The great American family dinner tradition, Census data show, is perhaps greatest among Latino households in the US. Four generations of the Gallegos family – of San Ysidro, Calif. – have regular dinners together. And gorditas – small, stuffed tortilla pouches – are a dinner mainstay.
Max Dolberg/Special to TCSM
San Ysidro, Calif.
On the most southwesterly street in the United States, inside a shade-dappled tract house, Rosa Gallegos is in the kitchen preparing gorditas de chicharrón on a recent Saturday afternoon. Her husband, Jesus, and grown kids, Ailin and Omar, hover nearby waiting to help slice strips of cheese and stuff the little tortilla pouches with a spicy filling of pork rinds, tomatoes, and chilies.
For now, though, the kitchen is Rosa's domain. She reaches into a bowl of masa (corn dough), shapes a golf-ball-sized sphere, flattens it into a disc with a tortilla press, and cooks it on the comal (tortilla griddle).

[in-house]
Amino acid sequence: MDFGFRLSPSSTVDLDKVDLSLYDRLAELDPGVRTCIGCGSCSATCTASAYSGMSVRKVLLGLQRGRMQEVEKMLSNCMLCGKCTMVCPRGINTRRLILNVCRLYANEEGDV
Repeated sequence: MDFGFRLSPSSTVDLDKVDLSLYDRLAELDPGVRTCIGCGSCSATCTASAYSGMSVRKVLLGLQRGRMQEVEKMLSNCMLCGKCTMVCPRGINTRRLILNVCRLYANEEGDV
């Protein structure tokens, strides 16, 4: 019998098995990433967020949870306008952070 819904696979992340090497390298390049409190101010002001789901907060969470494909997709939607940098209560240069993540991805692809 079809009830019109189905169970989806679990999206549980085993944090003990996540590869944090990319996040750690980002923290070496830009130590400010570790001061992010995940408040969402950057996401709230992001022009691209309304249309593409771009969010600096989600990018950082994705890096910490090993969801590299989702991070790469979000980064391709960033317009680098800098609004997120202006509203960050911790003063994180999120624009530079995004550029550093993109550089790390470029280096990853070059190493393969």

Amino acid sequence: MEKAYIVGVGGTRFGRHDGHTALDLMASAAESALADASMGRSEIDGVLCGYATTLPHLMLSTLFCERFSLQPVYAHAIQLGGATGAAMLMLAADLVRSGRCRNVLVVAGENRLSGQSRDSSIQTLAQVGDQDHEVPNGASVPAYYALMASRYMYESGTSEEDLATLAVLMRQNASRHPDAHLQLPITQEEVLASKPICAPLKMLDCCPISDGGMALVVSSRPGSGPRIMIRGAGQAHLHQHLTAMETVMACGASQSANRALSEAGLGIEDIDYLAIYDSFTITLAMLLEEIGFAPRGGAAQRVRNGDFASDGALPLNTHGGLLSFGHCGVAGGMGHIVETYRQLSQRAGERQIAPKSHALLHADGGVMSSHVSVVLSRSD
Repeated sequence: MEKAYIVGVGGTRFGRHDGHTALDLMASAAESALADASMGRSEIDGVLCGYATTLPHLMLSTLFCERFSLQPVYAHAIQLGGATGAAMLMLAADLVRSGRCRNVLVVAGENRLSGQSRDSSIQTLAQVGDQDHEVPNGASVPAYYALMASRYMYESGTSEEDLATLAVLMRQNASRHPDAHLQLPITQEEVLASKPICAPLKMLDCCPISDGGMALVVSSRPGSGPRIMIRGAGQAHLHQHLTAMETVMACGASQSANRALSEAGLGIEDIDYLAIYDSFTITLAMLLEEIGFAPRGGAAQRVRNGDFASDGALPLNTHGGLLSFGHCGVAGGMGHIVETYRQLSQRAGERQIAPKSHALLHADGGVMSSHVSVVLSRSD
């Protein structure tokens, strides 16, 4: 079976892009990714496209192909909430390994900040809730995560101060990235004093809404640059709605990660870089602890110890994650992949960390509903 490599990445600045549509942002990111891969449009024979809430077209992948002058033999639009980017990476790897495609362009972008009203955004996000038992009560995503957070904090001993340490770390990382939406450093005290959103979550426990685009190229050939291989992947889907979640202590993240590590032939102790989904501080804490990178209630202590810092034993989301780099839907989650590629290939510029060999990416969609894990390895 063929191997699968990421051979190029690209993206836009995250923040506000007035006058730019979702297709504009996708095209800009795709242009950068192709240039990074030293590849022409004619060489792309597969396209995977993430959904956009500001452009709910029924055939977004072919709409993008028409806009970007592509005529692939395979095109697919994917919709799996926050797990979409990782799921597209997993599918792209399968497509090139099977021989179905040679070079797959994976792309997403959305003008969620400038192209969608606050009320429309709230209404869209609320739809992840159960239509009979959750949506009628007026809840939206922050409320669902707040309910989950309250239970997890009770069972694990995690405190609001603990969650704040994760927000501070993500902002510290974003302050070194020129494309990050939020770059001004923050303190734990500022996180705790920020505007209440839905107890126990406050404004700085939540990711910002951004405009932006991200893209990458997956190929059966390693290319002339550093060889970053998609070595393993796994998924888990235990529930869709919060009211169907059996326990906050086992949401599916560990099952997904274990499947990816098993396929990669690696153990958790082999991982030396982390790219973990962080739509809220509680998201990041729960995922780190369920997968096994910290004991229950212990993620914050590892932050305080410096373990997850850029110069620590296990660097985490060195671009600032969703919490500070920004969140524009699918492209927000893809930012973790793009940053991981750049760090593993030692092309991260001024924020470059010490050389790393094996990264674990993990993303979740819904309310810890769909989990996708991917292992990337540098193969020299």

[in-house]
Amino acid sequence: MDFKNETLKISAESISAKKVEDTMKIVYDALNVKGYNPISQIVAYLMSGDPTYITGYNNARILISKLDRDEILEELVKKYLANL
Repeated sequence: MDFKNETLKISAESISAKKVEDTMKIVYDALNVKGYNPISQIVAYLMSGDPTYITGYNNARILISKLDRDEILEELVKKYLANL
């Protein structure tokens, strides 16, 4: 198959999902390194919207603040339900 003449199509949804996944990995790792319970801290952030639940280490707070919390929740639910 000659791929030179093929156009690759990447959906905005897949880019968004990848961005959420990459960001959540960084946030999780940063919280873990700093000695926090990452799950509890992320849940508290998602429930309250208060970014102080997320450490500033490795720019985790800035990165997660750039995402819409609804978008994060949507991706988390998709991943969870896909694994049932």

"My mother used to make the masa at home from scratch," she says in Spanish, cocking her chin toward 85-year-old Manuela Marín, who is watching a black-and-white movie on TV. "But I just buy this from the ."
US Census data show that among the 10 million Latino households in America – like the Gallegoses – family dinners are more common than in the general population. More than 84 percent of Latino parents with kids under age 6 report having daily meals together.
Four generations wait hungrily for Rosa's gorditas today, including Omar's wife, Mary, and their infant son, Carlo; Ailin and her daughter, Paulette, 7; and cousin Melanie Diaz, 5.
Store-bought masa is but a minor tweak of a family tradition that has remained unchanged for generations. Rosa learned this recipe at Manuela's skirts. Manuela learned it from her mother back in Durango, Mexico. Manuela's memories are fuzzy, but thinking of her own mother's cooking induces reverie over buñuelos (sweet, fried dough).